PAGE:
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Slavoj Žižek's 'The Sublime Object of Ideology': Decoding the Relationship Between Ideology and the Real
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Slavoj Žižek is one of the most influential philosophers of our time, at least on my perspective. However, his philosophy can be quite complex, this is due to his psychoanalytic approach to philosophy; mixing Lacan’s psychoanalytic concepts, Hegel’s dialectics and Marxism, to delve deep into our social and political systems.
In order to understand this book, we might need to understand the previously mentioned authors, but don’t be intimidated! I wasn’t familiarized with Lacan the first time I read it, for example; and until now, I am not an expert at all.
The basic idea of ideology is that it is a language that is used to be able to function as social beings. Ideology is basically symbols, that make us up, and make our lives functional; it is a mode of communication; if not, we would be on a “white canvas,” unable to respond and interact with one another. The “white canvas” is the Real for Žižek; the part of reality that is not symbolized, and that forms part of Lacan’s concepts, the Real, the imaginary and the symbolic.
Ideology is something we cannot escape from, because trying to, just creates more ideologies. The thing with ideologies, and the reason Žižek tries to point us out to them, is that they are falsehood; they are stories that we tell ourselves, stories that live on our subconscious, and that sometimes, even if we are aware of them, we still pretend they are real; and that the objects in those stories are important.
“We know very well what we are doing, but still, we are doing it” - Slavoj Zizek
A sublime object of ideology then is an object that needs to be there in order for the ideology to function, just as commodities need to exist in order for capitalism to continue existing, a lot of other bigger things can be considered sublime objects of ideology, even a monetary system, because it sets the framework of a system, and the parameters in which everyone directs themselves within that system. All these sublime objects make a system work, solve problems and create problems as well.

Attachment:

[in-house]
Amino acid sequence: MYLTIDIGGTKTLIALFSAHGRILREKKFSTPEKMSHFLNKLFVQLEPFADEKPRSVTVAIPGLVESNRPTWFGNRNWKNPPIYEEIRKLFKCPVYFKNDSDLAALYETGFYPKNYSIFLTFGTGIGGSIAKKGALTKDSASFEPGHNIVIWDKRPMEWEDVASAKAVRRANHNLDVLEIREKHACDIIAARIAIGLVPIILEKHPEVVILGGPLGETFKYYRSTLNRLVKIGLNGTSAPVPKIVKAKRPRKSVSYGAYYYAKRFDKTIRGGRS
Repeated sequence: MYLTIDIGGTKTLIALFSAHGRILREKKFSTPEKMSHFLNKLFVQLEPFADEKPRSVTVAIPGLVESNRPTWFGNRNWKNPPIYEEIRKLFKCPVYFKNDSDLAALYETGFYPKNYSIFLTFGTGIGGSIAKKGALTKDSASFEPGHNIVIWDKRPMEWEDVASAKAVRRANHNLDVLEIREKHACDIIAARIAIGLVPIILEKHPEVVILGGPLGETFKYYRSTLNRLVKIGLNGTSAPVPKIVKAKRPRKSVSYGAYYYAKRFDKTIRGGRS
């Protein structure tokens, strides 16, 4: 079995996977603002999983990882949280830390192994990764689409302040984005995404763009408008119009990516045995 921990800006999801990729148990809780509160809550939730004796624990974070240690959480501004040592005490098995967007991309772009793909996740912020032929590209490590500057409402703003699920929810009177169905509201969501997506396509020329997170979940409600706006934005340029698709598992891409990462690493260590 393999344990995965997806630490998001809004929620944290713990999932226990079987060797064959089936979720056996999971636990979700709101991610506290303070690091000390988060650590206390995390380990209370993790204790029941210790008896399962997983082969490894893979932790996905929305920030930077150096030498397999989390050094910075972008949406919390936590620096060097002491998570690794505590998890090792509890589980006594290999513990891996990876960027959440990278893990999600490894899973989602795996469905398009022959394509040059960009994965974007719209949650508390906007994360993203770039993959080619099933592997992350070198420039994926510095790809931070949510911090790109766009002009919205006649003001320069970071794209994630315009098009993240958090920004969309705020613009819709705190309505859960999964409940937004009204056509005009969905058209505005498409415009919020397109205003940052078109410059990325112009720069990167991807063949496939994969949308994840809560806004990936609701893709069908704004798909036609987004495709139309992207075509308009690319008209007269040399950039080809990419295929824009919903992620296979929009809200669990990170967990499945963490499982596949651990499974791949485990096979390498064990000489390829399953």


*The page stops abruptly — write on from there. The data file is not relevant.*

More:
The mix of psychoanalysis in Žižek’s work can be seen when he begins to ask these questions:
Instead of trying to understand the sublime objects of ideology in their context, just as we try to understand commodities in an economy, we should ask why we do have those commodities? Why did we create all those objects and systems? What do they signify? How are these symbols shaping our reality? How was it that labor came to take the form of a commodity in the first place?
On psychoanalysis whenever we get a traumatic episode, we get into contact with the Real. Symptoms on traumatic events show us the space to understand the Real, or the repressed, and the symbolic order, or “reality.” Žižek claims that the same happens in ideology and in our systems. The Real appears via symptoms in “reality.” The Real manifests itself on a contradiction, and this is when Hegel comes into play with his dialectics.
Žižek likes to remind us that it would be an error to say that we live now on a post-ideological world, and in fact with our current neoliberalism, we aren’t aware of our freedom limitations. It is like saying “You are free to do and choose what you want, but within my choices and conditions,” hence you are “free” to sell yourself in the market; in that sense you aren’t really doing what you want, and you aren’t free, you are just making a choice. Ideologies make exceptions, create problems and then when they try to solve their problems, they mystify them. An example would be populism complaining of immigration, when immigration is in reality a product of capitalism, and even populism is a product of the same system. With this again, we can see Hegel’s dialectical process, contradictions emerge in the shape of symptoms and the Real then unfolds itself with them.
“We not only live in a world of symptoms interpreted by a prevailing ideology, but also in an ideological fantasy. We internalize ideology through the following stages: we accept certain ideological ideas which are reinforced by Ideological State Apparatuses (government, policy, etc.) and then we act out the ideology.” - Slavoj Žižek
I am a big fan of Hegel, and consider my Hegel’s journey as one of the most difficult intellectual challenges I had to do in my life, and up to now, I am still discovering and understanding new things about his philosophy every time I get back to it; this is the reason I was driven to Žižek and in specific to this book, which I wish could be read and understood by everyone. It is a book that opens your eyes to what our “reality” is; once you understand it, it just feels as if you have left the Matrix.
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